The Amazonian city of Manaus, Brazil, is more than just a World Cup 2014 host

Ahead of the World Cup, Kiki Deere explores Manaus, the Amazonian city that was once a rubber hub.
An aerial view of the harbour of Manaus, in northern Brazil, which will rise to global prominence next month as one of the host cities for the Fifa World Cup. The city marries colonial architecture with modern developments. Bruno Kelly / Reuters
An aerial view of the harbour of Manaus, in northern Brazil, which will rise to global prominence next month as one of the host cities for the Fifa World Cup. The city marries colonial architecture with modern developments. Bruno Kelly / Reuters

I take a seat within the theatre’s elegant interior, featuring intricate frescoes, Louis XV-style furniture and beautiful, marble-mined columns from the Italian city of Carrara. Members of the audience whisper in hushed tones, as they take in their sumptuous surrounds before the lights are dimmed, signalling the beginning of the performance. I could be in Milan’s La Scala or Moscow’s Bolshoi Theatre, yet I’m in the most unlikely location: in the heart of the Amazon, about 1,300 kilometres from the Atlantic Ocean in a city surrounded by the world’s largest rainforest.

Built at the height of the rubber boom in 1896, the Manaus Opera House was constructed entirely with materials shipped from Europe. The wrought-iron framework for the theatre’s boxes and balconies were brought from Paris; the roofing tiles – 36,000 enamelled ceramic scales in the colours of the Brazilian flag – came from Alsace in France, while the columns, statues and stairways were imported from Italy. The materials travelled thousands of kilometres by ship across the Atlantic and up the murky waters of the Amazon River, and were painstakingly reassembled in the stifling Amazonian heat.

The city seems largely unchanged since my last visit here a few years ago, yet this time, as I saunter along streets thronged with people, I’m repeatedly forced to duck under rows of scaffolding, a reminder of the scores of new hotels that are rapidly being constructed for the upcoming Fifa World Cup. Around me, there’s excited talk of the impending event, although many locals’ fears are apparent: “I am happy and proud about the World Cup being held here, but I don’t think we’re ready yet; it may end up being a huge embarrassment to Brazil instead,” says a local resident. Her worries are not unjustified. Since its construction, the Arena Amazônia stadium has been beset by problems – not least the adverse publicity arising from the death of three workers.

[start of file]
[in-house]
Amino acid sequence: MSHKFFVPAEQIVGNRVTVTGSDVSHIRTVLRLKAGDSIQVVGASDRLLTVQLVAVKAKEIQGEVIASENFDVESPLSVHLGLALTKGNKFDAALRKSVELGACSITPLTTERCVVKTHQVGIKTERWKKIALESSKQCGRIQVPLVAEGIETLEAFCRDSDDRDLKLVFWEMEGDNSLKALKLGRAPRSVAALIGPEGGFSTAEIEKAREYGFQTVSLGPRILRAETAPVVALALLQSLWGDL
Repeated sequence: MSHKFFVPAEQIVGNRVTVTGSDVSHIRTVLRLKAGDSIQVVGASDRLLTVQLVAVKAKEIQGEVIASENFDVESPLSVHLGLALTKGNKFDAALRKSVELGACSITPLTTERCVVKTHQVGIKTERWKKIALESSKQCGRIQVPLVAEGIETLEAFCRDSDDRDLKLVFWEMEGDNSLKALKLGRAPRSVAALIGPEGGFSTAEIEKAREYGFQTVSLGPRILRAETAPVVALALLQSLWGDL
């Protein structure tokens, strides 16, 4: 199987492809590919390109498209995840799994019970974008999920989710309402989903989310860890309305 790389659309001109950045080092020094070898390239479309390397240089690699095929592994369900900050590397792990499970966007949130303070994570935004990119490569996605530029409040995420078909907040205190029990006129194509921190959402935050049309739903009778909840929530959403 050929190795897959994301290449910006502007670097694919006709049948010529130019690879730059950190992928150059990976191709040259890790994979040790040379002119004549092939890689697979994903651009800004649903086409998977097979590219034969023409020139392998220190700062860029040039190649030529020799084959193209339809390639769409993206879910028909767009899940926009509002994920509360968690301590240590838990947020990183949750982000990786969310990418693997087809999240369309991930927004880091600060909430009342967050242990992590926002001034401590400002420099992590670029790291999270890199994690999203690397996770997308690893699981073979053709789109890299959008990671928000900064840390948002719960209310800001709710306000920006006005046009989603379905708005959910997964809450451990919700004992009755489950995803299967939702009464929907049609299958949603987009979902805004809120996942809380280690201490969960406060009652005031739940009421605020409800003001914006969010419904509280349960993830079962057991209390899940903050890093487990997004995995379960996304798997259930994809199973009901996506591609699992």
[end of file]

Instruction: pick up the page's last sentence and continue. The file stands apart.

Yet Manauenses hope that this worldwide event will once again place their city on a map and bring back some of the city’s former glory, which was prematurely circumscribed when the Englishman Henry Wickham smuggled 70,000 rubber tree seeds out of the Amazon in 1876, which eventually led to rubber trees being planted in Malaya. This caused the price of Brazilian rubber to collapse, thereby propelling Manaus into a spiral of economic decline.

In the mid-19th century the Amazon experienced an economic changeover, as the region’s much-prized native rubber tree Hevea brasiliensis became an invaluable commodity on international markets. European merchants settled in the Amazon to make their fortunes, constructing cities that mimicked Europe’s grandest. Manaus was nicknamed the “Paris of the tropics”, and attracted European adventurers who lived in much the same way as their counterparts across the Atlantic. Such fortunes were made in this part of the world, that it’s said that rubber barons lit cigars with dollar bills, while their wives sent their laundry all the way back to Europe to be washed.

Today, Manaus retains a handful of elaborate rubber-boom buildings dwarfed by a sprawling mass of concrete blocks. The government declared the city a free-trade zone in the mid-20th century, in an attempt to revive the area and encourage the growth of the private sector by providing fiscal incentives. Unlike a century ago, when the city appealed to Europe’s wealthiest merchants, Manaus is now a magnet for un- and underemployed labourers, searching for a new beginning.

As per my other visits here, I’m drawn to the waterfront, a hubbub of activity where dozens of colourful boats load and unload cargo, from exotic foodstuffs to farm animals. Swarms of passengers come to and fro, seeking out the boat that will travel down the Amazon River, or upstream along one of its tributaries. Along the river, to the east and west of town is a jumble of wooden stilt dwellings, housing part of the city’s ever-growing population of about two million.